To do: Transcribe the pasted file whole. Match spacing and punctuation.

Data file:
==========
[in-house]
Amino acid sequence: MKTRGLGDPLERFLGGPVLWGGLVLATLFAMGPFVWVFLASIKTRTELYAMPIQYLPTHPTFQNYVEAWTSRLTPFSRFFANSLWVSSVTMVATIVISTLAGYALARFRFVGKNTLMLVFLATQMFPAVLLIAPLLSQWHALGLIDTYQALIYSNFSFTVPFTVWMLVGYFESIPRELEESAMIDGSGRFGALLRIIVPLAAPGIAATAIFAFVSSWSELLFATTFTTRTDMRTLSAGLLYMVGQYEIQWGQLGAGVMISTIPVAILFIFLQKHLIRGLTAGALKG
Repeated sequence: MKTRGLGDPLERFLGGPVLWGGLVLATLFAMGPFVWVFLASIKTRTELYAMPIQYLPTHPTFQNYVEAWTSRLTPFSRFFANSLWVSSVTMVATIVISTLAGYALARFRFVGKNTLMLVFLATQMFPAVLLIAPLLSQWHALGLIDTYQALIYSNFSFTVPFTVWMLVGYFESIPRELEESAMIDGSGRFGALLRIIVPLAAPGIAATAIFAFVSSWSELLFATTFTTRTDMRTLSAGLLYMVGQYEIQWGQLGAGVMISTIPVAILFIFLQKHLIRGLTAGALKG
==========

[in-house]
Amino acid sequence: MKTRGLGDPLERFLGGPVLWGGLVLATLFAMGPFVWVFLASIKTRTELYAMPIQYLPTHPTFQNYVEAWTSRLTPFSRFFANSLWVSSVTMVATIVISTLAGYALARFRFVGKNTLMLVFLATQMFPAVLLIAPLLSQWHALGLIDTYQALIYSNFSFTVPFTVWMLVGYFESIPRELEESAMIDGSGRFGALLRIIVPLAAPGIAATAIFAFVSSWSELLFATTFTTRTDMRTLSAGLLYMVGQYEIQWGQLGAGVMISTIPVAILFIFLQKHLIRGLTAGALKG
Repeated sequence: MKTRGLGDPLERFLGGPVLWGGLVLATLFAMGPFVWVFLASIKTRTELYAMPIQYLPTHPTFQNYVEAWTSRLTPFSRFFANSLWVSSVTMVATIVISTLAGYALARFRFVGKNTLMLVFLATQMFPAVLLIAPLLSQWHALGLIDTYQALIYSNFSFTVPFTVWMLVGYFESIPRELEESAMIDGSGRFGALLRIIVPLAAPGIAATAIFAFVSSWSELLFATTFTTRTDMRTLSAGLLYMVGQYEIQWGQLGAGVMISTIPVAILFIFLQKHLIRGLTAGALKG